Aiptasia control in open water conditions

May 3, 2002
From: Vincent Prasil

I am biologist in Tahiti, where we have a very big general problem of infestation of Aiptasia sp. Black-lipped pearl oysters are grown in clear water, where there is no predator like fish (Chaetodon) to eat Aiptasia. So the anemones entirely cover the black lip pearl oysters, so you can't see the bivalve. The problem began in 1994. We are thinking in importing Berghia verrucicornis (which is not present in French Polynesia).

The question is : does Berghia verrucicornis eat something other than Aiptasia (like other anemones)? I would also like any information about the reproduction of Berghia verrucicornis, and if there is an aquatic planktonic larval stage/step.

We are searching for biological control of Aiptasia sp. in French Polynesia. I would be grateful for your opinion on how to limit Aiptasia population in open water conditions.
Vincent Prasil

Prasil, V., 2002 (May 3) Aiptasia control in open water conditions. [Message in] Sea Slug Forum. Australian Museum, Sydney. Available from

Dear Vincent,
Thanks for your message. I was reading recently that cultured pearls from Tahitian black-lipped pearl oysters now represent 30% of world production.

Firstly about Berghia verrucicornis. There is in my mind considerable doubt that the animal sold in the USA for control of Aiptasia in aquaria is really Berghia verrucicornis. However I will continue to call it that for simplicity. If you look at the other messages on this page, and also on the page I have for messages about Aiptasia control in aquaria, you will find links to the sort of information your are interested in. It has a non-feeding but planktonic larval stage [lecithotrophic] so the chances of restricting it to an aquaculture site would be slim. In aquaria it seems to be only interested in Aiptasia but I know of no real study of the species in the wild to be able to comfidently say it will only eat Aiptasia.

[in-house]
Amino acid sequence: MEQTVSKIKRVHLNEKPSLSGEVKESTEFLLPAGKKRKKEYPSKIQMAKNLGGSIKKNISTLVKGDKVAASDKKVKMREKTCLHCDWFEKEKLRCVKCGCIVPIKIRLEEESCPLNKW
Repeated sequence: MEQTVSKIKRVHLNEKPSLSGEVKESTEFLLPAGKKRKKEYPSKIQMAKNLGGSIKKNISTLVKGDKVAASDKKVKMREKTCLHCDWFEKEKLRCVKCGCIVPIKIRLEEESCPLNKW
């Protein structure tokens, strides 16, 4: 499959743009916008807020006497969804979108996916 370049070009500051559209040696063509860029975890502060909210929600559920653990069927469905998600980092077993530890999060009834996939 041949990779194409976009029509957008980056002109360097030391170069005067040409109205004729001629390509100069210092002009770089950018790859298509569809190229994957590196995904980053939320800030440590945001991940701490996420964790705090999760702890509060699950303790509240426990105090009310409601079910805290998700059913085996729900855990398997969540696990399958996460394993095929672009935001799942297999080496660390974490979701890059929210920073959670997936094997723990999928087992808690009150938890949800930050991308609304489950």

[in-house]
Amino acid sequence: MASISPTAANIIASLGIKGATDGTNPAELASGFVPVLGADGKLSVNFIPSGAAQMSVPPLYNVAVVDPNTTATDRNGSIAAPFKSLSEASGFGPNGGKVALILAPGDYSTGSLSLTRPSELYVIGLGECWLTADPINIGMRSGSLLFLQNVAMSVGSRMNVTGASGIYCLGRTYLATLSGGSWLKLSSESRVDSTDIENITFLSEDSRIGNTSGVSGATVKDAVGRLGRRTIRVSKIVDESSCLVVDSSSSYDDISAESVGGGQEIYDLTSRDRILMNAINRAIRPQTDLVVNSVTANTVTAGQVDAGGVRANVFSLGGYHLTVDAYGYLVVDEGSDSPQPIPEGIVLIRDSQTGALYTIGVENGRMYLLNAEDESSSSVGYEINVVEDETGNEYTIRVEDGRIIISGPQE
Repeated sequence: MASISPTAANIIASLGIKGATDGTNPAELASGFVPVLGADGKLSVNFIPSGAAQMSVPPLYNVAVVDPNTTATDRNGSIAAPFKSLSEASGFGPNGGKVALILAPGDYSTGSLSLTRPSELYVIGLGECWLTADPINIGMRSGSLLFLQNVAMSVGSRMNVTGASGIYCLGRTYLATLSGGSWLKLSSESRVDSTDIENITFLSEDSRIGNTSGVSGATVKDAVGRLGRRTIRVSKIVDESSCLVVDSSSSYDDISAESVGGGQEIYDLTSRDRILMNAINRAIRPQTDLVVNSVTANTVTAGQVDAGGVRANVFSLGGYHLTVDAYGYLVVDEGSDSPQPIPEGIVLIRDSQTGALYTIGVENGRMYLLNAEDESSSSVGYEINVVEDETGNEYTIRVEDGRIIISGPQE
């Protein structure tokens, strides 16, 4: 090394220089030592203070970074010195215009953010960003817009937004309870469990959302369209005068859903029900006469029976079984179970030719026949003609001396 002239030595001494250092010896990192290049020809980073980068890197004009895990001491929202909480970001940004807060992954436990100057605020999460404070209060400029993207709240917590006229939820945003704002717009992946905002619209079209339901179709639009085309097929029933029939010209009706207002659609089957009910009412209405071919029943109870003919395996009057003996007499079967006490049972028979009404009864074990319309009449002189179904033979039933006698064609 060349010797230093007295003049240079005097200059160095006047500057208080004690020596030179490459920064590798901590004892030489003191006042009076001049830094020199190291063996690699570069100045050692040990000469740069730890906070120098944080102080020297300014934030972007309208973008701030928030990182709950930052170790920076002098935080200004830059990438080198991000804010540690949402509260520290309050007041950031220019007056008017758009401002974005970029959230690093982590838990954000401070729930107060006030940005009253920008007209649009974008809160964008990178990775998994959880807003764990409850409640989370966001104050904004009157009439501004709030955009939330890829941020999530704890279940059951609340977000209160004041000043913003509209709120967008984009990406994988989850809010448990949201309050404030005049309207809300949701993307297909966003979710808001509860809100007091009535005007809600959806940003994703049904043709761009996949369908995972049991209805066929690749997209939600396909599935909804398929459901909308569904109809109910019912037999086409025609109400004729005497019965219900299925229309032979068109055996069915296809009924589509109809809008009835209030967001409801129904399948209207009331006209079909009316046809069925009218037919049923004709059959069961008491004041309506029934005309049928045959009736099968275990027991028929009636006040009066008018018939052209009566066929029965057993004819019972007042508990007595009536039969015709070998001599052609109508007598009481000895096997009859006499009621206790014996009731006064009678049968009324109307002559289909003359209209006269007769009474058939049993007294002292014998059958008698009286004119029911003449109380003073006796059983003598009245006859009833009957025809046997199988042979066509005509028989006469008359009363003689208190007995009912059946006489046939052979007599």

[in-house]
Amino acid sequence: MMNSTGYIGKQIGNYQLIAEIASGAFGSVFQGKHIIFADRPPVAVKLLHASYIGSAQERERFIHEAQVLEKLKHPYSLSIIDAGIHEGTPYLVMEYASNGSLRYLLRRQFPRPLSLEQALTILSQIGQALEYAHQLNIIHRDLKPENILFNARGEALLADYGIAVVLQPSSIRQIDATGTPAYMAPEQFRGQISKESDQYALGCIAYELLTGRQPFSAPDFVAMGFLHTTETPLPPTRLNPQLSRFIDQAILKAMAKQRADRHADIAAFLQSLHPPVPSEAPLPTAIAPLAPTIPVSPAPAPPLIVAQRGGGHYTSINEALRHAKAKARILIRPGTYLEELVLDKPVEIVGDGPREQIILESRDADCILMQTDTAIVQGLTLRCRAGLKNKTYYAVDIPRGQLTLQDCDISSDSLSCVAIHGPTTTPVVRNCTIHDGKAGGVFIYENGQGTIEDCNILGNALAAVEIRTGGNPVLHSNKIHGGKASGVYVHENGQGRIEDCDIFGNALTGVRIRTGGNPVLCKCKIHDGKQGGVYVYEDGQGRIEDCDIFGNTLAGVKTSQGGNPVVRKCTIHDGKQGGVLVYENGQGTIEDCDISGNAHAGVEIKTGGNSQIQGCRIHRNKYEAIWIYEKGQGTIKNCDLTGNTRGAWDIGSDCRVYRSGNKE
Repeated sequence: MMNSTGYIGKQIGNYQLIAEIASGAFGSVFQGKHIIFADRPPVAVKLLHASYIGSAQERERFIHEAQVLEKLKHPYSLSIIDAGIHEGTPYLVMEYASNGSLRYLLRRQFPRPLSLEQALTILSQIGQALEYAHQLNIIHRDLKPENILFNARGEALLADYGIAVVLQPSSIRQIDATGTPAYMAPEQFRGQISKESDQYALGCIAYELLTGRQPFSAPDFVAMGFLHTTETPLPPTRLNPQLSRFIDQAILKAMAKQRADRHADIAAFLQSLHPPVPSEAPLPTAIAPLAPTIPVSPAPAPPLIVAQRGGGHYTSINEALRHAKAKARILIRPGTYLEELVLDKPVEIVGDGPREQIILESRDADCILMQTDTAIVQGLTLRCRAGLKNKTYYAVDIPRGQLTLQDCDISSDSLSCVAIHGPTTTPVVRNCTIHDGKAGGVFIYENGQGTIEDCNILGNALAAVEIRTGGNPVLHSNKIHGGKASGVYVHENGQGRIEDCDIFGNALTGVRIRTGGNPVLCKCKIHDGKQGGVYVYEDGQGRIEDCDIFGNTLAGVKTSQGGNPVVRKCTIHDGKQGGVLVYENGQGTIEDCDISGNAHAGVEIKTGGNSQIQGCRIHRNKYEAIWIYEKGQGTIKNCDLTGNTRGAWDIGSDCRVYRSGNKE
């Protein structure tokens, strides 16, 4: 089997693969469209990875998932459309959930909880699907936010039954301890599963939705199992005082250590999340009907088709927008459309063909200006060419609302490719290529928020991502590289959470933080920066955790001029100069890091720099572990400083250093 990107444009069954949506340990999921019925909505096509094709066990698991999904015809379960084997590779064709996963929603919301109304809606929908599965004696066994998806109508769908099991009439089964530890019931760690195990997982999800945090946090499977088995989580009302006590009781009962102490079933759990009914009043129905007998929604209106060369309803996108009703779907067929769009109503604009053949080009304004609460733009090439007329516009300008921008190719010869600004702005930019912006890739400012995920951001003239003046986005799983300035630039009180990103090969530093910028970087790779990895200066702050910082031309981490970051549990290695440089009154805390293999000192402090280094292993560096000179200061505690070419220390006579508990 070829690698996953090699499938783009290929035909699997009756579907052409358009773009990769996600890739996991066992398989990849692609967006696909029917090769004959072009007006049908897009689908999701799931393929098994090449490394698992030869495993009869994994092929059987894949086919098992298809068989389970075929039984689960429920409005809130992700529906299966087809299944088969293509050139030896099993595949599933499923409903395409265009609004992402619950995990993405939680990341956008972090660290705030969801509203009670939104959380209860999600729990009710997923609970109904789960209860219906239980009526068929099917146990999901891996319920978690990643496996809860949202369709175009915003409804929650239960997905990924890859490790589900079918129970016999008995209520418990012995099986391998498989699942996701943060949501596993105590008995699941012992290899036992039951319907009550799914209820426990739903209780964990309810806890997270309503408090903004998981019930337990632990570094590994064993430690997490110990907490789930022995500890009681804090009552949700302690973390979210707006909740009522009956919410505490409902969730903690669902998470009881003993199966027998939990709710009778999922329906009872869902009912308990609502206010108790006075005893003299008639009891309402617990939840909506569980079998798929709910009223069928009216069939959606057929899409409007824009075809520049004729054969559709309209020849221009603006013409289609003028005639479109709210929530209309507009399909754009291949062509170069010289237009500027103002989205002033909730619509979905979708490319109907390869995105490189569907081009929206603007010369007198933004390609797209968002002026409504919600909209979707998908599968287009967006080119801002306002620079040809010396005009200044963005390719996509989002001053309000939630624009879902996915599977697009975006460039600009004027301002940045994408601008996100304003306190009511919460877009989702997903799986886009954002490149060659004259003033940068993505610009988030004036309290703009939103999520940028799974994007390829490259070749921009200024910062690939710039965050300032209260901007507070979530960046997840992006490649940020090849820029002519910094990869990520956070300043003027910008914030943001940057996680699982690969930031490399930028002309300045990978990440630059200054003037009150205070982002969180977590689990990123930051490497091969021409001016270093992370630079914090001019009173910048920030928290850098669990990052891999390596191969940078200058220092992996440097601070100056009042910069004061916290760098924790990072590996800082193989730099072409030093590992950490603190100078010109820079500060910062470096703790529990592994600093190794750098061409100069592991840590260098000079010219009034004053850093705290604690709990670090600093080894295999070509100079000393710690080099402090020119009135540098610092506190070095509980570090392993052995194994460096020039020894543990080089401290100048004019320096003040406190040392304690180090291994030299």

Mnay mistakes around the world have made 'Biological control' a very frightening concept as unfortunately it has often ended in disaster. You should be aware that one of the worst disasters concerns land snails in French Polynesia, where a small carnivorous landsnail from Florida, Euglandina, was introduced to control another introduction, the Giant African Landsnail, Achatina. Instead of controlling Achatina it ate a unique radiation of endemic landsnails of the genus Partula to extinction. I understand it has recently been introduced into New Caledonia despite strong protests from many biologists. It will now undoubtedly endanger the endemic fauna of New Caledonia. I would strongly advise against introducing this nudibranch into the Pacific. There is no way it could be controlled if it became a pest.

Perhaps there is some other way? If the oysters are on artificial plates, ropes etc, where is the infection occurring? If it is before they are transferred to the open water then perhaps there is some way of cleaning them. The other possibility would be to rely on the fact that the oysters can close up and survive some time out of water. Perhaps it is possible to kill the anemones by removing the plates from the water for a period of time - or even physical removal by scrubbing?

The other question is whether Aiptasia is a natural part of the local fauna. If so, perhaps you need to investigate why they grow out of control at the aquaculture site. Perhaps what needs to change is the methodology. Perhaps some artificial habitat to attract anemone-eating fish would be an answer?

All I can say is that the thought of introducing an animal we know so little about to the Pacific fills me with dread. In Australia, the government research organisation CSIRO, has a division solely working on biological control. Before an organism is introduced into Australia to control some introduced pest, a research laboratory is set up in the country of origin of the control agent and many years investigation conducted before any trials are conducted in Australia. Biological control is a dangerous weapon unless the organisms involved are well understood - and in this case they clearly are not.
Best wishes,
Bill Rudman

Rudman, W.B., 2002 (May 3). Comment on Aiptasia control in open water conditions by Vincent Prasil. [Message in] Sea Slug Forum. Australian Museum, Sydney. Available from

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